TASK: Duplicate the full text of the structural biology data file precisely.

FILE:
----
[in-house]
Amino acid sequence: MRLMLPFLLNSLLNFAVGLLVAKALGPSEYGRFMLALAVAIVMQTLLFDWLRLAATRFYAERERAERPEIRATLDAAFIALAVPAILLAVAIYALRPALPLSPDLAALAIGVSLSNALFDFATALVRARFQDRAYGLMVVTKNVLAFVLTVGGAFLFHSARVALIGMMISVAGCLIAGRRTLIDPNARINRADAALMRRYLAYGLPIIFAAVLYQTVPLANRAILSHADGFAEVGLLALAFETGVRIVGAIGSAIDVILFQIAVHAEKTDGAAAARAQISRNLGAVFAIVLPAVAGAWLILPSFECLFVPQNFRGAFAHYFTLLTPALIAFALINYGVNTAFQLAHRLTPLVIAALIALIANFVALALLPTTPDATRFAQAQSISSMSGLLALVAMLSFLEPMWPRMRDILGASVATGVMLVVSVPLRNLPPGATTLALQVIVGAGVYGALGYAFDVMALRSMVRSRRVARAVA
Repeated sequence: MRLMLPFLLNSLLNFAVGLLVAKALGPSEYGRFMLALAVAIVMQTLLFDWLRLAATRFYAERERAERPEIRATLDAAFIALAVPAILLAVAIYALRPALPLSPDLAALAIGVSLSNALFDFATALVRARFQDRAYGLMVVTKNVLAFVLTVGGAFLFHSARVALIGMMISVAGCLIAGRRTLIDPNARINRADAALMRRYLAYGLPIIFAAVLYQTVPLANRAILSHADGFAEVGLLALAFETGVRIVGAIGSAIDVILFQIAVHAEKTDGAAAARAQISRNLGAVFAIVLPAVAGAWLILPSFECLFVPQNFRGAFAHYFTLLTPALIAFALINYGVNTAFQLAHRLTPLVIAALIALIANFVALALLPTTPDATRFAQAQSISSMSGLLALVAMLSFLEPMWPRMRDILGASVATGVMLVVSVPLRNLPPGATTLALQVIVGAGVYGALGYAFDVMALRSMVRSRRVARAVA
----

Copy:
[in-house]
Amino acid sequence: MRLMLPFLLNSLLNFAVGLLVAKALGPSEYGRFMLALAVAIVMQTLLFDWLRLAATRFYAERERAERPEIRATLDAAFIALAVPAILLAVAIYALRPALPLSPDLAALAIGVSLSNALFDFATALVRARFQDRAYGLMVVTKNVLAFVLTVGGAFLFHSARVALIGMMISVAGCLIAGRRTLIDPNARINRADAALMRRYLAYGLPIIFAAVLYQTVPLANRAILSHADGFAEVGLLALAFETGVRIVGAIGSAIDVILFQIAVHAEKTDGAAAARAQISRNLGAVFAIVLPAVAGAWLILPSFECLFVPQNFRGAFAHYFTLLTPALIAFALINYGVNTAFQLAHRLTPLVIAALIALIANFVALALLPTTPDATRFAQAQSISSMSGLLALVAMLSFLEPMWPRMRDILGASVATGVMLVVSVPLRNLPPGATTLALQVIVGAGVYGALGYAFDVMALRSMVRSRRVARAVA
Repeated sequence: MRLMLPFLLNSLLNFAVGLLVAKALGPSEYGRFMLALAVAIVMQTLLFDWLRLAATRFYAERERAERPEIRATLDAAFIALAVPAILLAVAIYALRPALPLSPDLAALAIGVSLSNALFDFATALVRARFQDRAYGLMVVTKNVLAFVLTVGGAFLFHSARVALIGMMISVAGCLIAGRRTLIDPNARINRADAALMRRYLAYGLPIIFAAVLYQTVPLANRAILSHADGFAEVGLLALAFETGVRIVGAIGSAIDVILFQIAVHAEKTDGAAAARAQISRNLGAVFAIVLPAVAGAWLILPSFECLFVPQNFRGAFAHYFTLLTPALIAFALINYGVNTAFQLAHRLTPLVIAALIALIANFVALALLPTTPDATRFAQAQSISSMSGLLALVAMLSFLEPMWPRMRDILGASVATGVMLVVSVPLRNLPPGATTLALQVIVGAGVYGALGYAFDVMALRSMVRSRRVARAVA